China pork prices edge up as demand exceeds supply
Pork prices in China edged up last week due to a supply shortage, coupled with increasing pork demand amid the quick recovery of work and production, official data showed Tuesday.
From June 29 to July 3, the average pork price index in 16 provincial-level regions tracked by the Ministry of Agriculture and Rural Affairs was 47.37 yuan (about 6.74 U.S. dollars) per kilogram, up three percent week on week.
Since the beginning of this year, the government has been taking several measures to boost supply, including releasing frozen pork reserves and increasing imports.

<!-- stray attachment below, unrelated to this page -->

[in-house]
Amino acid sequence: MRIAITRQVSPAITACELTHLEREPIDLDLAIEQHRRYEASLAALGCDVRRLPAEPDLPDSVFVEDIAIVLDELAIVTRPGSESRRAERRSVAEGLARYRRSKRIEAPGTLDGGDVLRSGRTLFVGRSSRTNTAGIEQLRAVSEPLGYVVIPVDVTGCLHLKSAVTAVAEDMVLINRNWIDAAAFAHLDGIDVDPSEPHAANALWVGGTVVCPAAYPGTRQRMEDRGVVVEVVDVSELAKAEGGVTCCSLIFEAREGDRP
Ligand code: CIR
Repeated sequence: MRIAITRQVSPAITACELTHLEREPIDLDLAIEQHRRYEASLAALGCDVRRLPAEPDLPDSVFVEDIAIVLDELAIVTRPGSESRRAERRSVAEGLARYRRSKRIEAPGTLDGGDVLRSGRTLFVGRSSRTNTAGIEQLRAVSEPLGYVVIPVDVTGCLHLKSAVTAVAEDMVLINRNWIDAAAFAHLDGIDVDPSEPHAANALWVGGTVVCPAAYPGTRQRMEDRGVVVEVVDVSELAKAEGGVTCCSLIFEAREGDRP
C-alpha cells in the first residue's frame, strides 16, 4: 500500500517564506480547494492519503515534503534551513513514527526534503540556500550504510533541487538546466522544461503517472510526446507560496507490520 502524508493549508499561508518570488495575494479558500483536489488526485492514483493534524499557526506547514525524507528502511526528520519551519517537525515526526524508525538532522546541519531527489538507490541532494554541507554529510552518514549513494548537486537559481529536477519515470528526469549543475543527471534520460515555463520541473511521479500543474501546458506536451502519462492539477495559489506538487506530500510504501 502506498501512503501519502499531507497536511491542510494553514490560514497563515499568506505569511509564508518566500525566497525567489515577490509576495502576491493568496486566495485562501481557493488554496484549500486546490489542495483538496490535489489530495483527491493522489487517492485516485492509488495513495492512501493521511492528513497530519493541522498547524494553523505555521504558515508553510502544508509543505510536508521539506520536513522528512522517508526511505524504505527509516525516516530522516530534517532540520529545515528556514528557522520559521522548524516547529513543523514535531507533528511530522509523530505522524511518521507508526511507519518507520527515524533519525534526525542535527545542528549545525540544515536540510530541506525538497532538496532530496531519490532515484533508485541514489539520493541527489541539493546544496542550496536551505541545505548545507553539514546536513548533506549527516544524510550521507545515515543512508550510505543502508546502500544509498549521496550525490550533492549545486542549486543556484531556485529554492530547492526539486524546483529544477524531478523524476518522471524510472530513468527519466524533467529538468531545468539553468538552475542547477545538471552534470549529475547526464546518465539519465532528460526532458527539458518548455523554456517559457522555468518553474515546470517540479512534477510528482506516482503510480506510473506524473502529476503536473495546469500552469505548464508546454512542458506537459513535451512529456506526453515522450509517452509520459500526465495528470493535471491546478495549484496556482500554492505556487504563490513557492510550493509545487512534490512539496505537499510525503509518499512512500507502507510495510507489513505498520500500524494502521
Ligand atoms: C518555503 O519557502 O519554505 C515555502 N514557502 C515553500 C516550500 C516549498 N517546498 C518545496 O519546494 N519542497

The country imported a record 400,000 tons in April, up nearly 170 percent from a year earlier.
Experts said seasonal factors also contributed to the rise in pork prices. Floods since June have brought difficulties to the transport of hogs and pork, and the weather condition has also made sterilization work harder.
To cushion the impact of the novel coronavirus outbreak, China has ramped up financial support, including subsidies and loans, for major pork-producing counties in a bid to encourage hog production.
(Cover image: Pork on sale in a supermarket in Beijing, June 27. /VCG)